Plaid Cymru concern at rent payment help claims after benefit changes
Big increases in people applying for help to pay their rent have been reported following changes to housing benefit.
Many councils in Wales received more claims for financial help in the first two months after the changes than in the entire previous year.
Plaid Cymru, which carried out the research, blamed UK government changes to housing benefit.
The UK government said it was monitoring its reforms closely.
Since April the UK government has cut the amount of benefit available to housing association or council tenants with empty bedrooms.
Critics call it a bedroom tax, but the government says removing a "subsidy" for spare rooms means benefits are based on the amount of space that tenants need, bringing the rules in line with the private sector.
Councils can make discretionary housing payments to help council tax and housing benefit recipients cover their rent.
Tenants can apply for the money if they fall short because of changes to their benefits.
Figures obtained by Plaid from 21 of Wales' 22 councils show 11 of them got more claims for discretionary payments in the first two or three months under the new benefit system than in the whole of the 2012/13 financial year.
- In the Vale of Glamorgan requests rose from 136 in 2012/13 to 524 for April to June this year.
- Wrexham had 219 applications in the first two months of this financial year, compared to 59 in the whole of 2012/13.
- In Swansea - where 3,024 people were affected by the benefit changes - there were 802 in 2012/13. There were 820 in April and May 2013 alone.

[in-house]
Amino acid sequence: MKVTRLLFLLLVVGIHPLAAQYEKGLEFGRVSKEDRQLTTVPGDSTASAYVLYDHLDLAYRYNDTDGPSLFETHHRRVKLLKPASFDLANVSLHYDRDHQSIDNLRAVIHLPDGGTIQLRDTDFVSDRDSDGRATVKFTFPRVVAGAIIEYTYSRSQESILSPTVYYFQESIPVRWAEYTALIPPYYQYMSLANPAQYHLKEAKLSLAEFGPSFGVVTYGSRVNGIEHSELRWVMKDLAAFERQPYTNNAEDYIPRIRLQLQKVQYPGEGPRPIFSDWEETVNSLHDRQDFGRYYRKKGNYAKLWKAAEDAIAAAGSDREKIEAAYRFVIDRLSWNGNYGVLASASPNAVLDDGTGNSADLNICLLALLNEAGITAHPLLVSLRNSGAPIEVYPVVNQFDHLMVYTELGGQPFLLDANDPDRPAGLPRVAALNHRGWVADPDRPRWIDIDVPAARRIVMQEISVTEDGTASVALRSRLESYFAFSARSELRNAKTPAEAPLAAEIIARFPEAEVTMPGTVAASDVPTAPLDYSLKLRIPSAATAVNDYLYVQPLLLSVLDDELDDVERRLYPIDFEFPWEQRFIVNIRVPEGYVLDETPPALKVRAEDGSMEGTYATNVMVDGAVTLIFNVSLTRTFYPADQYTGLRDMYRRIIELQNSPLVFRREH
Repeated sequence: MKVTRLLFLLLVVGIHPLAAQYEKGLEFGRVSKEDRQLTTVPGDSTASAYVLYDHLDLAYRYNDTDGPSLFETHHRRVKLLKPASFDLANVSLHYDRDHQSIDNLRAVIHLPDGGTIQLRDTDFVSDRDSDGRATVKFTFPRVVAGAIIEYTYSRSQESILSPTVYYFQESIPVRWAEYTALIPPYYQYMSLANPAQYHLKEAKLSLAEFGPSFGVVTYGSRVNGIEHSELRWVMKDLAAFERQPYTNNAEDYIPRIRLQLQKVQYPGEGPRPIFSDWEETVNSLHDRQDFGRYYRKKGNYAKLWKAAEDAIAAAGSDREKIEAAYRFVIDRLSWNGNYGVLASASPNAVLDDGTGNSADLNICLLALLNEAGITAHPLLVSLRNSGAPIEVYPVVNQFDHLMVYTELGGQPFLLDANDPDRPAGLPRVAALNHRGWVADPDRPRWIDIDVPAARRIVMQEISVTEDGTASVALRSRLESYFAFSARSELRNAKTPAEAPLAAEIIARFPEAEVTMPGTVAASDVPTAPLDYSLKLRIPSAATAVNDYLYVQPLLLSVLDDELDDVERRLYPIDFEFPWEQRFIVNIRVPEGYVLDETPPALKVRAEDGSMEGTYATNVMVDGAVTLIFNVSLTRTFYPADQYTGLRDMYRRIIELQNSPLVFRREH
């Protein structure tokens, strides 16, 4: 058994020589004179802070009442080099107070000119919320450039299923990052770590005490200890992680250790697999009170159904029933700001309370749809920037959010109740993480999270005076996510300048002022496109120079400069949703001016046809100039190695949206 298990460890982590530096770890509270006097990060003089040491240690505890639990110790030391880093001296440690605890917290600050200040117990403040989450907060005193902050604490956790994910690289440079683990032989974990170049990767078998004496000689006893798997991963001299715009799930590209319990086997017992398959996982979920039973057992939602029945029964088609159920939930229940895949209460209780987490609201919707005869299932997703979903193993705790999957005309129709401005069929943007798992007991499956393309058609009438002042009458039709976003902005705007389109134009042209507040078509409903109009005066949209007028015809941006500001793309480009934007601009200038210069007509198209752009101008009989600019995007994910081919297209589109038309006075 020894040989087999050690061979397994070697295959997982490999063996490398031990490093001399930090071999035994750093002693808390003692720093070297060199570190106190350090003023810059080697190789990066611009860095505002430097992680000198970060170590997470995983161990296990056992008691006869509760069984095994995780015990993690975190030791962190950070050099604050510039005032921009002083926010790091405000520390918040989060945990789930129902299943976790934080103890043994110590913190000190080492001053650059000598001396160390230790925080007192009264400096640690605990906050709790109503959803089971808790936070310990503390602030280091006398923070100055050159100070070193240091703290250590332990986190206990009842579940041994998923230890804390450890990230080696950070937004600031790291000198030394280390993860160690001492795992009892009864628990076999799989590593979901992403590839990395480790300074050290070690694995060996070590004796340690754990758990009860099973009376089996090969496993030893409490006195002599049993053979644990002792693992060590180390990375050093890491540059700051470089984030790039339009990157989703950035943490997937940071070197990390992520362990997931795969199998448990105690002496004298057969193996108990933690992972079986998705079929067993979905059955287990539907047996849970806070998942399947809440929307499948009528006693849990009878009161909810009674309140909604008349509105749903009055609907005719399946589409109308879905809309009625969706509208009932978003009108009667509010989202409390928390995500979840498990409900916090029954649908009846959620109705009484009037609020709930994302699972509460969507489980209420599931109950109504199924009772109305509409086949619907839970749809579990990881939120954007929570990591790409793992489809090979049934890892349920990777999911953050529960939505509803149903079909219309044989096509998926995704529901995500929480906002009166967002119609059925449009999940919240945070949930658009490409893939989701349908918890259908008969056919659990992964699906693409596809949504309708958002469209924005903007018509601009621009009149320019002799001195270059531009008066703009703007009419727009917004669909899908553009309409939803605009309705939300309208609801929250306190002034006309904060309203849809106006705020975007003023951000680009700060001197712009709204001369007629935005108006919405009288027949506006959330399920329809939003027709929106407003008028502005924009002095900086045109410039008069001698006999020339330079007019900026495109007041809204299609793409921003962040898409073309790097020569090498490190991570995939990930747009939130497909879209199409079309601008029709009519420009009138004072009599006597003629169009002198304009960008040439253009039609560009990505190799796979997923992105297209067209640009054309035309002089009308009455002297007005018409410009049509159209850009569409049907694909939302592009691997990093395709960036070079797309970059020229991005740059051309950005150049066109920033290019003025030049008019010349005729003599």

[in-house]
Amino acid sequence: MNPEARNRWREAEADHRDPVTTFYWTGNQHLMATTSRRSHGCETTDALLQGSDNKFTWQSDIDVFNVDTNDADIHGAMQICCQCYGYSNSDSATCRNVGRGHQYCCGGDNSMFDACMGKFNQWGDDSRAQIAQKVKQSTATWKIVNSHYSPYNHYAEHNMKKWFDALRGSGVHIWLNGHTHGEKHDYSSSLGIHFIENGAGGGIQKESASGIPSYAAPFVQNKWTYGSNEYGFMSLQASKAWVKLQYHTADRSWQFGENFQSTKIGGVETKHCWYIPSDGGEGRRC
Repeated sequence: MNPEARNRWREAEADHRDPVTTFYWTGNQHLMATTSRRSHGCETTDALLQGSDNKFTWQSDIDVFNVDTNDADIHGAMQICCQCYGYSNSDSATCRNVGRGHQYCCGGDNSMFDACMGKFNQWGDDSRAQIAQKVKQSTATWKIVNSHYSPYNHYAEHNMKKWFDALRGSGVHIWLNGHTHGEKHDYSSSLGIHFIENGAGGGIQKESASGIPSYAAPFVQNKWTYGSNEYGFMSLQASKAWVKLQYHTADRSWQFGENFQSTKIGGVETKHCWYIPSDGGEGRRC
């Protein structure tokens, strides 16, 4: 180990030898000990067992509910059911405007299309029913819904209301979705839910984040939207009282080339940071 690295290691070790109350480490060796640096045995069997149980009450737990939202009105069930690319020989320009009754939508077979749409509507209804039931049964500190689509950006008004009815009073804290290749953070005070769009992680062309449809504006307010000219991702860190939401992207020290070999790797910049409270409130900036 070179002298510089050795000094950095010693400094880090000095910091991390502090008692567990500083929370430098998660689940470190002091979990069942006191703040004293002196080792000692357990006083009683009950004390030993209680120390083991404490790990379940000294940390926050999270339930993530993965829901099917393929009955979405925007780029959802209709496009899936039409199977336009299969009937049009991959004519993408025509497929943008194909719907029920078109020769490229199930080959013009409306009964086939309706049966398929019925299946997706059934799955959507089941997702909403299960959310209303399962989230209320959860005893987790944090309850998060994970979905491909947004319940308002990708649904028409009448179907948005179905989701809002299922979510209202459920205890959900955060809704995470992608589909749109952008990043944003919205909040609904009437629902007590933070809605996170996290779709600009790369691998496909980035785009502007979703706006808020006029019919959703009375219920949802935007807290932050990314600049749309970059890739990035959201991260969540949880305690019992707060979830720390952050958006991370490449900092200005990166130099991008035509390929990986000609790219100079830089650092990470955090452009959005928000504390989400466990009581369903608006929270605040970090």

Plaid assembly member Jocelyn Davies, the party's housing spokeswoman, said: "These figures reveal the true impact of the UK coalition government's policies on social housing tenants.
"They are hitting vulnerable people hard.
"It is clear that many people have turned to local authorities for top-up help with their housing costs after seeing their benefit cut."
Meanwhile, a cap of £26,000 pounds on the total amount of benefits people can receive comes into force in Cardiff on Monday.
It is estimated it will affect around 300 households.
Last month the UK government announced £875,000 for Gwynedd, Ceredigion and Powys councils to help with discretionary payments in the least densely populated parts of the country.
A Department for Work and Pensions spokeswoman said: "It's simply not affordable to pay housing benefit for people to have spare rooms in social housing, when there are millions of households on the social housing waiting list and in overcrowded homes.
"We have no evidence that councils are running out of discretionary housing payments but as with any major reform, we are monitoring it closely - including watching how councils are spending the extra funding that we are providing to support vulnerable people."